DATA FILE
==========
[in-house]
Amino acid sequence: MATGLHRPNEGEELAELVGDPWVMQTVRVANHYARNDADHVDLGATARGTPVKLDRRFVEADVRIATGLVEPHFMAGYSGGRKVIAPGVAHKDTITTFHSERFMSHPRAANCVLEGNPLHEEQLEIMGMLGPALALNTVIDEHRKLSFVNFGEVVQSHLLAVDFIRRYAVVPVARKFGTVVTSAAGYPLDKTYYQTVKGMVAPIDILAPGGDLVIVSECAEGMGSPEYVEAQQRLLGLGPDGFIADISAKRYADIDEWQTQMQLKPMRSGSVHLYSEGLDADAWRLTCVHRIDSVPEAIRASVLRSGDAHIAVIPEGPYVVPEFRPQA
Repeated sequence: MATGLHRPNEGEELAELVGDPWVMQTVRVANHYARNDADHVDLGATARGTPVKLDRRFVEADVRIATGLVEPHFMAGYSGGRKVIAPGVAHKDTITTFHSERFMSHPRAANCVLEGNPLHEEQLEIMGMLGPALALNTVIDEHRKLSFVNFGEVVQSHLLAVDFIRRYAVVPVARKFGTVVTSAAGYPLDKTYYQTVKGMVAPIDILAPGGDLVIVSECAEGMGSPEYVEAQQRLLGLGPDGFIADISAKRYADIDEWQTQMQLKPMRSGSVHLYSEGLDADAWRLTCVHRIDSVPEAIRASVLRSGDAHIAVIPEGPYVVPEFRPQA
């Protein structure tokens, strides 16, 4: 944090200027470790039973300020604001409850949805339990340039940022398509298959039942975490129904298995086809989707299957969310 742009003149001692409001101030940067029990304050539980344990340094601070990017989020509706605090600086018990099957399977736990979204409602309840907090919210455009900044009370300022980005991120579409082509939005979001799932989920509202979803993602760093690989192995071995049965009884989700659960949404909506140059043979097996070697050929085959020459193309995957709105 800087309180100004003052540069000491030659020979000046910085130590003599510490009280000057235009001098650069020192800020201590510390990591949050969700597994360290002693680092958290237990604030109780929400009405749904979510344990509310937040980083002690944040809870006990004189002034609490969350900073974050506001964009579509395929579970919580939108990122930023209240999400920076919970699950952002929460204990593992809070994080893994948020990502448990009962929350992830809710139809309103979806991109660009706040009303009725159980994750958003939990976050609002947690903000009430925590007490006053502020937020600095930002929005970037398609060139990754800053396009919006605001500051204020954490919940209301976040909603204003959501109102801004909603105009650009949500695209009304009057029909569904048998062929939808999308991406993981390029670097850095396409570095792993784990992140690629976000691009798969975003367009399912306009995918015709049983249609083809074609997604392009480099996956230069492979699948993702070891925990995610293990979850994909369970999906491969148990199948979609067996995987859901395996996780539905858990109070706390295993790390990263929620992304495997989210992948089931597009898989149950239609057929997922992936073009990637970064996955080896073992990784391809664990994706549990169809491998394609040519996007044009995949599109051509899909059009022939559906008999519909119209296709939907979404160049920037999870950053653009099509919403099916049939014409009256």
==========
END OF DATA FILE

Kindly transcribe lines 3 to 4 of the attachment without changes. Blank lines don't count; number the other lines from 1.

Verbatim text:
Repeated sequence: MATGLHRPNEGEELAELVGDPWVMQTVRVANHYARNDADHVDLGATARGTPVKLDRRFVEADVRIATGLVEPHFMAGYSGGRKVIAPGVAHKDTITTFHSERFMSHPRAANCVLEGNPLHEEQLEIMGMLGPALALNTVIDEHRKLSFVNFGEVVQSHLLAVDFIRRYAVVPVARKFGTVVTSAAGYPLDKTYYQTVKGMVAPIDILAPGGDLVIVSECAEGMGSPEYVEAQQRLLGLGPDGFIADISAKRYADIDEWQTQMQLKPMRSGSVHLYSEGLDADAWRLTCVHRIDSVPEAIRASVLRSGDAHIAVIPEGPYVVPEFRPQA
């Protein structure tokens, strides 16, 4: 944090200027470790039973300020604001409850949805339990340039940022398509298959039942975490129904298995086809989707299957969310 742009003149001692409001101030940067029990304050539980344990340094601070990017989020509706605090600086018990099957399977736990979204409602309840907090919210455009900044009370300022980005991120579409082509939005979001799932989920509202979803993602760093690989192995071995049965009884989700659960949404909506140059043979097996070697050929085959020459193309995957709105 800087309180100004003052540069000491030659020979000046910085130590003599510490009280000057235009001098650069020192800020201590510390990591949050969700597994360290002693680092958290237990604030109780929400009405749904979510344990509310937040980083002690944040809870006990004189002034609490969350900073974050506001964009579509395929579970919580939108990122930023209240999400920076919970699950952002929460204990593992809070994080893994948020990502448990009962929350992830809710139809309103979806991109660009706040009303009725159980994750958003939990976050609002947690903000009430925590007490006053502020937020600095930002929005970037398609060139990754800053396009919006605001500051204020954490919940209301976040909603204003959501109102801004909603105009650009949500695209009304009057029909569904048998062929939808999308991406993981390029670097850095396409570095792993784990992140690629976000691009798969975003367009399912306009995918015709049983249609083809074609997604392009480099996956230069492979699948993702070891925990995610293990979850994909369970999906491969148990199948979609067996995987859901395996996780539905858990109070706390295993790390990263929620992304495997989210992948089931597009898989149950239609057929997922992936073009990637970064996955080896073992990784391809664990994706549990169809491998394609040519996007044009995949599109051509899909059009022939559906008999519909119209296709939907979404160049920037999870950053653009099509919403099916049939014409009256």